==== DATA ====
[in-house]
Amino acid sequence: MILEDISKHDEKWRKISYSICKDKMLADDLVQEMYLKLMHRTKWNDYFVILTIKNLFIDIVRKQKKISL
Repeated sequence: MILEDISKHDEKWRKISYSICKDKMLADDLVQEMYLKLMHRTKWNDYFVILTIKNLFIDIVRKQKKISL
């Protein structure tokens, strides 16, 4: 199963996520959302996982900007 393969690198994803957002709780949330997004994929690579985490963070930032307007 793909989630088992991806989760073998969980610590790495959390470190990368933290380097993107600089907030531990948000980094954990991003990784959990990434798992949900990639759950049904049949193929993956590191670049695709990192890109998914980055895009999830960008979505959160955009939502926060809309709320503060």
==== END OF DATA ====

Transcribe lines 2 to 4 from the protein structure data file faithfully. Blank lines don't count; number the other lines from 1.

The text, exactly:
Amino acid sequence: MILEDISKHDEKWRKISYSICKDKMLADDLVQEMYLKLMHRTKWNDYFVILTIKNLFIDIVRKQKKISL
Repeated sequence: MILEDISKHDEKWRKISYSICKDKMLADDLVQEMYLKLMHRTKWNDYFVILTIKNLFIDIVRKQKKISL
């Protein structure tokens, strides 16, 4: 199963996520959302996982900007 393969690198994803957002709780949330997004994929690579985490963070930032307007 793909989630088992991806989760073998969980610590790495959390470190990368933290380097993107600089907030531990948000980094954990991003990784959990990434798992949900990639759950049904049949193929993956590191670049695709990192890109998914980055895009999830960008979505959160955009939502926060809309709320503060």